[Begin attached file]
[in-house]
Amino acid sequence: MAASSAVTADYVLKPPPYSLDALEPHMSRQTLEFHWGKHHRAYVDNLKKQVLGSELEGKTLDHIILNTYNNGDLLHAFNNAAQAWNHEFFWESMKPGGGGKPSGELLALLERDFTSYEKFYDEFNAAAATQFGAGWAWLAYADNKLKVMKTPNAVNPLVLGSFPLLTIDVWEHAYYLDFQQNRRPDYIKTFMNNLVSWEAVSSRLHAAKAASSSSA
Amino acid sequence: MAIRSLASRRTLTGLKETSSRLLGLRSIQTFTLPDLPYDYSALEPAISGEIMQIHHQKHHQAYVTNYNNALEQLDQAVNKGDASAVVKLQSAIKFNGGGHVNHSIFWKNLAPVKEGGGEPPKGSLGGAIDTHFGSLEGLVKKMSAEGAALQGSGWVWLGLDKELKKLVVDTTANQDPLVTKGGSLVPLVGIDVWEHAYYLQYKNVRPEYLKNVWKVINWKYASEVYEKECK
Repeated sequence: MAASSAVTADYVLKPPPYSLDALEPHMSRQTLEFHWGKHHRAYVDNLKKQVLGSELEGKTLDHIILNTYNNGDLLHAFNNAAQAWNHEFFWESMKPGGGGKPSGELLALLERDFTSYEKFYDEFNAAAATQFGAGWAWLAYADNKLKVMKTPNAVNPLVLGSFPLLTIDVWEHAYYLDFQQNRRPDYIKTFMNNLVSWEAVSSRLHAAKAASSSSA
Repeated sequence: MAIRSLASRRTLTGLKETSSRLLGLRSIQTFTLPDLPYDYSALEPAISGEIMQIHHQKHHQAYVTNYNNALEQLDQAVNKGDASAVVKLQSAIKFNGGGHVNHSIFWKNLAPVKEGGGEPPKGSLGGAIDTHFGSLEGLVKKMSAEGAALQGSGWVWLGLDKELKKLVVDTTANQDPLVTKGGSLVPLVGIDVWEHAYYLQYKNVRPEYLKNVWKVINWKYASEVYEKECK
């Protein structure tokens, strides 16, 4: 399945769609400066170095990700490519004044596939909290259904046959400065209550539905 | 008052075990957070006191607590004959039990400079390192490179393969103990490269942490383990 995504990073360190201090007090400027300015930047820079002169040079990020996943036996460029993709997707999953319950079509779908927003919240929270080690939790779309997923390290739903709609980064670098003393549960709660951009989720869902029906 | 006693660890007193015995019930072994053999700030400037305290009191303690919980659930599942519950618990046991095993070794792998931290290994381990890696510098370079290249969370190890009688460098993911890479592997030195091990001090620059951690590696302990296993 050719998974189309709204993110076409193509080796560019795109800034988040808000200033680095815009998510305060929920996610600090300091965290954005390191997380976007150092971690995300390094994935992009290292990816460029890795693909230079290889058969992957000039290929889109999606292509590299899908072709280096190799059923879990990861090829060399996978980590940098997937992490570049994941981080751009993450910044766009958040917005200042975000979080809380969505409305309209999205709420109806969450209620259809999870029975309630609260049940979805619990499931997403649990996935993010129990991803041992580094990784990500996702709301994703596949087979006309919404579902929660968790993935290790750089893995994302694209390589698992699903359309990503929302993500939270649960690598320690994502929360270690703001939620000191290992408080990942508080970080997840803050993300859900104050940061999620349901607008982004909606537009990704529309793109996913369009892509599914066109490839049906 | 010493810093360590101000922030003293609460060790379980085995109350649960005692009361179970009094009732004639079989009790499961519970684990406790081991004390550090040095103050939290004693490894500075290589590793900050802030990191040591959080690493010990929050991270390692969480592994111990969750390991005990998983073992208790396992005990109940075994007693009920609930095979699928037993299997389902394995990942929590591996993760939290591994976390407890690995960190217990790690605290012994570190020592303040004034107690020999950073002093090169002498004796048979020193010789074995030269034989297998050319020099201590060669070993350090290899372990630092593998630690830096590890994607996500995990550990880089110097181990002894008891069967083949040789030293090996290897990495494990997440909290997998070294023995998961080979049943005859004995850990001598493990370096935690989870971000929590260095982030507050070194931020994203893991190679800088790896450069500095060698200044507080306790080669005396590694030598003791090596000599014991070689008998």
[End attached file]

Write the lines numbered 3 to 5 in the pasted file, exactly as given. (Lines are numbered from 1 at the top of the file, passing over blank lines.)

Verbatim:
Amino acid sequence: MAIRSLASRRTLTGLKETSSRLLGLRSIQTFTLPDLPYDYSALEPAISGEIMQIHHQKHHQAYVTNYNNALEQLDQAVNKGDASAVVKLQSAIKFNGGGHVNHSIFWKNLAPVKEGGGEPPKGSLGGAIDTHFGSLEGLVKKMSAEGAALQGSGWVWLGLDKELKKLVVDTTANQDPLVTKGGSLVPLVGIDVWEHAYYLQYKNVRPEYLKNVWKVINWKYASEVYEKECK
Repeated sequence: MAASSAVTADYVLKPPPYSLDALEPHMSRQTLEFHWGKHHRAYVDNLKKQVLGSELEGKTLDHIILNTYNNGDLLHAFNNAAQAWNHEFFWESMKPGGGGKPSGELLALLERDFTSYEKFYDEFNAAAATQFGAGWAWLAYADNKLKVMKTPNAVNPLVLGSFPLLTIDVWEHAYYLDFQQNRRPDYIKTFMNNLVSWEAVSSRLHAAKAASSSSA
Repeated sequence: MAIRSLASRRTLTGLKETSSRLLGLRSIQTFTLPDLPYDYSALEPAISGEIMQIHHQKHHQAYVTNYNNALEQLDQAVNKGDASAVVKLQSAIKFNGGGHVNHSIFWKNLAPVKEGGGEPPKGSLGGAIDTHFGSLEGLVKKMSAEGAALQGSGWVWLGLDKELKKLVVDTTANQDPLVTKGGSLVPLVGIDVWEHAYYLQYKNVRPEYLKNVWKVINWKYASEVYEKECK